Amherst Magazine

Grappling With Demons


The following is the full text of the presentation delivered by Richard Aronson ’69 during the Reunion panel on mental illness in the family. It was not included in the print version of the magazine because of space limitations. Aronson is the medical director of the Maternal and Child Health program of the Maine Bureau of Health in Augusta.

Striving for Hope

By Richard Aronson '69

The purpose of public health, as defined by the Institute of Medicine, is to foster conditions that will enable the whole population to achieve optimal health. At the center of public health is the human mind and spirit. For children to reach their optimal potential—for children to climb every mountain and soar—they need to:

To have a sense of hope is basic to our capacity to feel healthy, regardless of what we face in our individual and collective lives. We need to nurture and sustain hope, not because of the evidence around us, but because the alternatives—despair, surrender, apathy, and cynicism—are spiritually fatal when they reign supreme.

Human beings can live for roughly 8 to 12 weeks without food, 8 to 12 days without food and water, 6 to 8 minutes without oxygen. But without spirit, a certain kind of death is inevitable in just a few seconds. And so it is that an inscription found on a cellar wall in Germany written by a Jew in hiding from the Nazis contained these words: “I believe in the sun even when it is not shining, I believe in love even when there is no one there, I believe through any trial there is always a way. And I believe in God when God is silent.”

So our challenge as a society is to create and grow systems, both formal and informal, that inspire hope. Instead of systems that repeatedly pathologize and categorize and lump people into a dizzying array of risks, diseases and disorders, we need systems that honor and respect children, families, communities and cultures; that celebrate their strengths, their resiliency, their creativity and their capacity to heal; that do justice to the fact that one of the most important determinants of health is the quality of our relationship and, as research shows, the extent to which we feel connected to each other and to our communities.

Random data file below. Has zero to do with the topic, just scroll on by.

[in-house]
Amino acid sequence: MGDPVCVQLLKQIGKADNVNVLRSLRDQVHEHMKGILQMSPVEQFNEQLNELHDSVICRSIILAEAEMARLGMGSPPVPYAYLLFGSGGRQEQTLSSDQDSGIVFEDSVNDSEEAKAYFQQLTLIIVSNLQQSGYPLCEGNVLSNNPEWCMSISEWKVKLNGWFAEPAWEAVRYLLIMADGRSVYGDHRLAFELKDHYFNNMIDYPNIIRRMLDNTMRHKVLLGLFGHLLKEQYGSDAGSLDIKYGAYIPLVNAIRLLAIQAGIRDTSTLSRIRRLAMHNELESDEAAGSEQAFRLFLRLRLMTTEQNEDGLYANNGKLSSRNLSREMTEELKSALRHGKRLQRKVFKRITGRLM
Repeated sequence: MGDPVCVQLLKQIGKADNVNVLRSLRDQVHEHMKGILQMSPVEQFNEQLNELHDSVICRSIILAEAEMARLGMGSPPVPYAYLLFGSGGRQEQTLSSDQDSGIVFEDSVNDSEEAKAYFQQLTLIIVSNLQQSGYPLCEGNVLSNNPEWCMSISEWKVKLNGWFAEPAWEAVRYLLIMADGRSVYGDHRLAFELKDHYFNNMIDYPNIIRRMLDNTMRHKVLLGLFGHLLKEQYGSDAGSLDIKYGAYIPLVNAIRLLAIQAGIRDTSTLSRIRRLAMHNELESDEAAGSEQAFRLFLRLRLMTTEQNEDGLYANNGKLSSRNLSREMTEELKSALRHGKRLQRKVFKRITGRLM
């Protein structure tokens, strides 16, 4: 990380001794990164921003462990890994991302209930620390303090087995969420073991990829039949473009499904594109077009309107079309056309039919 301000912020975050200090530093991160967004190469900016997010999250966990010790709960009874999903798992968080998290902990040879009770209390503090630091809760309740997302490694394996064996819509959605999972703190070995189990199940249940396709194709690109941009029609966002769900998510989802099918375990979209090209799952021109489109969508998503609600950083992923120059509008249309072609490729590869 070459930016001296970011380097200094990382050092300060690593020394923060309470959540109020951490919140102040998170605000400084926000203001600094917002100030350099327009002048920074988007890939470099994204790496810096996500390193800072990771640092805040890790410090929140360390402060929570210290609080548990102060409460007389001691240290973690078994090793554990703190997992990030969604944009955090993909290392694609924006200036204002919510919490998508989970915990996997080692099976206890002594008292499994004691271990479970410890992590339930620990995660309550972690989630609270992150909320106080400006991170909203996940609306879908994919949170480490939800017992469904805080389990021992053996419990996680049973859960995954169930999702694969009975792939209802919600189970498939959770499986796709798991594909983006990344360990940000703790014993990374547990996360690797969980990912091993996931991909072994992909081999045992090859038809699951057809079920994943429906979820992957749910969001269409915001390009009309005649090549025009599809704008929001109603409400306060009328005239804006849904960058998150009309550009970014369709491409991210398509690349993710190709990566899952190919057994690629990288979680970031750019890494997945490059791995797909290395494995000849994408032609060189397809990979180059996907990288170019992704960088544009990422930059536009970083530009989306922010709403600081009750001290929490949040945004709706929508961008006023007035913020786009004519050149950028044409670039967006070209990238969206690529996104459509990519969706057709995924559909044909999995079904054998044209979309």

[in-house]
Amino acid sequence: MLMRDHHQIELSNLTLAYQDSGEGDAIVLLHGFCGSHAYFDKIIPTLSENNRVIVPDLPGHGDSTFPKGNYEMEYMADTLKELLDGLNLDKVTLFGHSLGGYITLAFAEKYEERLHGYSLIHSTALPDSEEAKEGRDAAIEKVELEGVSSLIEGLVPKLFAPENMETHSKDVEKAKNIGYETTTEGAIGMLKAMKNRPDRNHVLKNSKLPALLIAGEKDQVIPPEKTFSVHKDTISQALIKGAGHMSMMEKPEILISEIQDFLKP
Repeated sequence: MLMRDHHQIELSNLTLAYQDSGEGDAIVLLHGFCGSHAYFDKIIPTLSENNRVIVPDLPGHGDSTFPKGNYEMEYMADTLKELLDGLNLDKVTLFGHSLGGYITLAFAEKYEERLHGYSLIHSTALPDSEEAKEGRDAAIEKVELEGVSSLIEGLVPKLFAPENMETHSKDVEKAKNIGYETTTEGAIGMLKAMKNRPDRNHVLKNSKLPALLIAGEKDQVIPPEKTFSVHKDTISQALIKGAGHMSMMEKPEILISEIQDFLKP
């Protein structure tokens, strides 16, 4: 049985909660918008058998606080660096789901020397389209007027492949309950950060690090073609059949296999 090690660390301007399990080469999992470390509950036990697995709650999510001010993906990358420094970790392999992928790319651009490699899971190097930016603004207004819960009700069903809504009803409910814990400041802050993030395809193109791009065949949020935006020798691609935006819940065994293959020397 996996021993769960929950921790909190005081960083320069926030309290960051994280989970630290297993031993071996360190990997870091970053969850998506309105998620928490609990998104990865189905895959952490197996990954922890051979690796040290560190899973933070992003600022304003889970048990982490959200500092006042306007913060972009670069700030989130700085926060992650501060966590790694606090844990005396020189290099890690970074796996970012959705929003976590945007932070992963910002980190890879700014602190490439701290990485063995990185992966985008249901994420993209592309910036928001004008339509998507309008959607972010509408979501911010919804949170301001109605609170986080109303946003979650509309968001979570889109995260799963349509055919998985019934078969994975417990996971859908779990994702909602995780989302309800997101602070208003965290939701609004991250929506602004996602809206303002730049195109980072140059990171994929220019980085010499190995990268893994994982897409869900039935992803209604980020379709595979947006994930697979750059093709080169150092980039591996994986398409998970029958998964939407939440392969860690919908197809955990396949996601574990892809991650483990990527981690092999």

Such connections enrich our health and represent a deep well of protection from stresses and adversity. The key public policy questions are: How can we create and grow humane systems of care and public policy that make it easier and more natural for such bonds to form? And how can we design systems that inspire a deep civic engagement, which also is a powerful promoter of health, including mental health? The ways that we choose to respond to these questions will have, ultimately, a significant impact on the health of our democracy.

I have a few thoughts to share in response to these questions.

1. Get rid of arrogance. I don’t have to go farther than myself to give an example of this. For in my profession of medicine, if we don’t understand something, if it doesn’t fit into our particular way of viewing the patient, if we can’t come up with the correct ICD-9 diagnostic code, then we devise all kinds of ways to make it fit. If it doesn’t fit, we conclude that it doesn’t exist. Indeed, it’s rare to find a group that is more intellectually arrogant than people in medicine.

2. Be flexible. In my field of child and family health, we should be flexible enough to humanely respond to the needs and the strengths of families; we should be flexible in our expectations. We expect children to move in the same way, to think in the same way, to act in the same way, and when they don’t, we say that there’s something wrong with them. We ought to pay more attention to the practice of flexibility. Blessed are the flexible, for they will never be bent out of shape.

3. Humor and play. Our children have a gifted resistance to the wide variety of boxes that we adults design for them. They tap into the wisdom and lightness of their playful nature. They know the beneficial effects of laughter and how humor and health go hand in hand. For example, a six-year-old averages 300 laughs in a day, in contrast to the adult average of 15 to 100. Let’s use all of our gifts, including those that we as children had at our disposal, to create humane systems for families. Let’s laugh more, play more, create more. All are central to humane systems.